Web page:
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  • willis936 - Friday, August 22, 2014 - link

    They're definitely a crowd favorite at this point. Interesting to see that everyone's first wave of DDR4 has such high latency. Every kit I've seen so far will likely be 65-90 ns of latency. Not a huge deal because on X99 quad channel I expect these kits will be tearing out 60-90 GB/s. Reply
  • Samus - Friday, August 22, 2014 - link

    GSkill makes incredibly good memory. I prefer it over even Crucial. I've always had great luck with Mushkin, too, but their flair has been missing since the SD-RAM day's. Reply
  • fluxtatic - Saturday, August 23, 2014 - link

    Every PC in my house has GSkill RAM. When I upgraged from 4GB to 8 at work, it's GSkill. I've got another 8GB Sniper kit coming Monday.

    And black's enough for me - the blue and red have their place (and I've got both), but I don't always want to color-coordinate my PC. Give me black and I'm good.
    Reply
  • bigboxes - Monday, August 25, 2014 - link

    In the end, it doesn't really matter since I don't have a Window in my case. Useless heatsinks, graphics and marketing mean nothing to me. I will just base my purchase on reviews, specs and price. Reply
  • nevcairiel - Saturday, August 23, 2014 - link

    DDR3 1600 CL9 had an effective latency of 11.25ns. DDR4 3000 CL15 is at 10ns.

    While the DDR4 modules available in the first badge are obviously not the most high end we will eventually see, its not a step down from mainstream DDR3 at the very least.
    Reply
  • willis936 - Saturday, August 23, 2014 - link

    That isn't the effective latency. Run a benchmark right now and you'll see the effective latency. I've never heard of main memory having sub 40 ns latency. It just doesn't exist. Reply
  • willis936 - Saturday, August 23, 2014 - link

    I do see what you're referring to. Typical high end non-enthusiast kits that have been around for over a year have been 2133-CL9 for lowest latency which works out to 8.43 ns. The lowest latency kit on this page is your cited 3000-CL15 with 10ns. The slowest on this page is the 2133-CL15 with 15 ns of latency. The latency nearly doubles for a lower priced, equal capacity DDR3 kit that's been around for a while (something like the F3-17000CL9Q-16GBZH). You gain the lower voltage if that's a big deal to you (which it isn't in this market segment). It's the cost of new technology. Reply
  • Lonyo - Friday, August 22, 2014 - link

    Once upon a time we had DDR-3200 GB/s.
    Now we have DDR4-3200 MHz. How things have advanced.
    Reply
  • Pix2Go - Friday, August 22, 2014 - link

    Once upon a time, we had 64k x 1 DRAM. How things have advanced. Reply
  • DanNeely - Friday, August 22, 2014 - link

    Once upon a time we had sound waves traveling down tubes of mercury. How things have advanced.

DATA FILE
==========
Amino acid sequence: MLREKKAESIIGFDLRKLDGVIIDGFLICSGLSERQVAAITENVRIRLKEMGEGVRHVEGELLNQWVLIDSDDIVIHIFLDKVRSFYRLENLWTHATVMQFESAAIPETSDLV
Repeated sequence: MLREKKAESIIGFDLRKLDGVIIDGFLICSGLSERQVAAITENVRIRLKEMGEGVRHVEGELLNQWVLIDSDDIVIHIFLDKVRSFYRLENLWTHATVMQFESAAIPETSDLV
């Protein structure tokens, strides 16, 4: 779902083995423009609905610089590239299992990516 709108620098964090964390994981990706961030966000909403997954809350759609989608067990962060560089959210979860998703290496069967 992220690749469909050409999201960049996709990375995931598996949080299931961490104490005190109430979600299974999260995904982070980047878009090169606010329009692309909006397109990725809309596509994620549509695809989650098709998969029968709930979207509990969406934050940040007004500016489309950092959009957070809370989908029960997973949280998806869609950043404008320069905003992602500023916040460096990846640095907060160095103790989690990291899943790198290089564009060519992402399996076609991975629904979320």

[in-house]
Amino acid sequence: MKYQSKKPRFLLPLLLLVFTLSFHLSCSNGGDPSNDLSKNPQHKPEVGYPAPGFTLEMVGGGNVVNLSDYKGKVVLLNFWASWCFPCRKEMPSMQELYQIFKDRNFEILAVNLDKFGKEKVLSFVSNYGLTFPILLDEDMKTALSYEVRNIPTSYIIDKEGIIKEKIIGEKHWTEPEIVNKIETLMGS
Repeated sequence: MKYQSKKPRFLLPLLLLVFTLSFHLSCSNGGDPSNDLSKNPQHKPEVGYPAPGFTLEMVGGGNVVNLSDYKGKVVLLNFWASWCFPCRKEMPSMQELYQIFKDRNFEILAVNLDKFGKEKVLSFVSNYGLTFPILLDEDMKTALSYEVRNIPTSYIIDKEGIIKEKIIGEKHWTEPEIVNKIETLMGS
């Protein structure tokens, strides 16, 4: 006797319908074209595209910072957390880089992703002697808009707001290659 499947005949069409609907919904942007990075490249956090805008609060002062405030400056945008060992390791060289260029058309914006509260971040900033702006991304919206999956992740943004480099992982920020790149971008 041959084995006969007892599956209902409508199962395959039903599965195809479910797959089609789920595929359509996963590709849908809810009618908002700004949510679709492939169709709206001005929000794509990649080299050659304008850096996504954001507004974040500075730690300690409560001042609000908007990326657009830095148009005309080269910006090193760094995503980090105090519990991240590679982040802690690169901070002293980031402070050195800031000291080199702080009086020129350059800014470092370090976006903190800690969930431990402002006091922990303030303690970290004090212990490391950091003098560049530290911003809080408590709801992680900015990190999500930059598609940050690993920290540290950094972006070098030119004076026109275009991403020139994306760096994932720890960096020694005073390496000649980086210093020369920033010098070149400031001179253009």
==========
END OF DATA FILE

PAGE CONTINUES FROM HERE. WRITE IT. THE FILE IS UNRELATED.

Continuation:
http://en.wikipedia.org/wiki/Delay_line_memory
    Reply
  • Jambe - Friday, August 22, 2014 - link

    TIL about delay line memory.

    Thanks.
    Reply
  • Samus - Friday, August 22, 2014 - link

    What's interesting, though, is we've gone from timings such as 2-2-2 to timings such as 15-15-15!

    I know clock speed is more important, but this ridiculous latency is starting to feel like a Netburst pipeline...
    Reply
  • Lonyo - Saturday, August 23, 2014 - link

    2-2-2 at 3200GB/s is 16-16-16 at 3200MHz, latency has remained mostly static because it's based on cycles and not time.
    2 cycles at 400MHz is the same delay as 16 at 3200MHz (8x the speed, but 8x as many cycles of latency).
    Reply
  • gonchuki - Saturday, August 23, 2014 - link

    If only manufacturers and review sites published latencies in ns (or μs?) instead of clocks we would actually be able to easily compare memory settings side by side. I know the final latency is up to the memory controller, but it's still good to know what's the potential of a certain memory kit when configured in a certain combination of clocks vs. timings Reply
  • RazrLeaf - Friday, August 22, 2014 - link

    If G. Skill could do a white....and in <35mm XD Reply
  • VoraciousGorak - Friday, August 22, 2014 - link

    I second this! Would look gorgeous in my white Prodigy. Reply
  • jwcalla - Friday, August 22, 2014 - link

    I remember when memory used to be cheap. Reply
  • Samus - Friday, August 22, 2014 - link

    Cheap, and low quality. Remember it was all the Chinese "Mom and Pop" factories flooding the market with crap that actually lowered prices! It works for awhile, though, to force the Tier 1 manufactures to drop prices and be competitive. Reply
  • StrangerGuy - Saturday, August 23, 2014 - link

    Please show us "chinese crap" DDR3 that was cheaper than or worth considering over a ~$50 16GB Crucial back in 2012.

    Fail troll is a fail troll.
    Reply
  • semo - Saturday, August 23, 2014 - link

    I think he means the time when RAM production was ramped up in anticipation of Vista/W7. Factories have switched to flash priduction and some players have exited the market. We now have an oversupply of flash so cheap SSDs and memory cards are common today. Can't have cheap flash and RAM at the same time.

    The manufacturers will figure out how to raise flash prices eventually as well
    Reply

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